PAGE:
Hills. The Georgia portion of the Appalachian Trail is a hill – both ways – always going up. Except when you’re going down. Going up or going down – uncomfortably down. Trails that go up hills, then sharply down them. At least that’s what it feels like after 31 miles of them.
Beauty. There are beautiful views – views that make it clear why they call them the Blue Ridge Mountains. There are streams that run along most of the valleys that are equally as beautiful. It’s a great hike.
Thinking. At about 15 miles in my hiking partner and I stopped talking. The combination of exhaustion and spending the last 12 hours together left us without much to stay. That’s when most of the thinking begins. The valuable part of hiking. You start to think about a lot of stuff. Shower thoughts. Like:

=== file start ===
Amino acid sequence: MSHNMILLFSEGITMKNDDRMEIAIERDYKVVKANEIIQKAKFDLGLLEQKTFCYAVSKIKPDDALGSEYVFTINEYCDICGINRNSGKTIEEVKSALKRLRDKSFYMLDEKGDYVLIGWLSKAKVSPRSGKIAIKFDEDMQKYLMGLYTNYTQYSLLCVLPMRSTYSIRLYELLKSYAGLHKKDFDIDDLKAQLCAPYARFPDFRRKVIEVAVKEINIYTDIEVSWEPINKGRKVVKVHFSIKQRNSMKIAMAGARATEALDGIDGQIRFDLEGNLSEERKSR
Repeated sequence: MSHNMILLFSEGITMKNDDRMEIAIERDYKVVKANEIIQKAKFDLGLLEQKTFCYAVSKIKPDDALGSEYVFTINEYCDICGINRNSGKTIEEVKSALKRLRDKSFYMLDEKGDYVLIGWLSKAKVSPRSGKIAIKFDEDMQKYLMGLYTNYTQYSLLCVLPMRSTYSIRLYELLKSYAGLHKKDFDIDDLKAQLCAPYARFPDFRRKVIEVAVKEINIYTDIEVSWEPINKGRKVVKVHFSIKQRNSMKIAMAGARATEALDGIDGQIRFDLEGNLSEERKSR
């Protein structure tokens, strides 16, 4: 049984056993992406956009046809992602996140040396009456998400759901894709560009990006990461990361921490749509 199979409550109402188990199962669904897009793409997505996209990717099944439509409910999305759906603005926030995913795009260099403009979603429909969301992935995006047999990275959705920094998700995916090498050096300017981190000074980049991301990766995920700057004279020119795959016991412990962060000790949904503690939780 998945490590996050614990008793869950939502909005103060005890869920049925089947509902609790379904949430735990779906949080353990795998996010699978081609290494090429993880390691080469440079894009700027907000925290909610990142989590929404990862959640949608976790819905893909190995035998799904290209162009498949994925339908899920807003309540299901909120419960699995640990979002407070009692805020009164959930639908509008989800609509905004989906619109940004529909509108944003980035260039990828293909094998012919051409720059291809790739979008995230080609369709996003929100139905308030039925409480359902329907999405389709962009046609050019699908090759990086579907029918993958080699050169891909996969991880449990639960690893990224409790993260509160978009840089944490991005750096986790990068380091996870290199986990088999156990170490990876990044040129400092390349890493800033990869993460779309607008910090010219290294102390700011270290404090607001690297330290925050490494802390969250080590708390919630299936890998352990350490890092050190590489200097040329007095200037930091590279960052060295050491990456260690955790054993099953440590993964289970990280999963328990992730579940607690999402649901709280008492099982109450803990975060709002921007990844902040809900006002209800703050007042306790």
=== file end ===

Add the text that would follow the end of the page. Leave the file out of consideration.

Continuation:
- It’s weird that we can drink filtered sewer water, but we’re supposed to boil fresh mountain spring water.
- It seems strange that I spend 10 hours a day in a small room looking at a screen when there is so much outside.
- I wonder when the last person to step here was. And here. And here. And here…
- If I’m so happy hiking – with almost nothing – why do I feel like I need so much stuff?
- I could eat so much right now.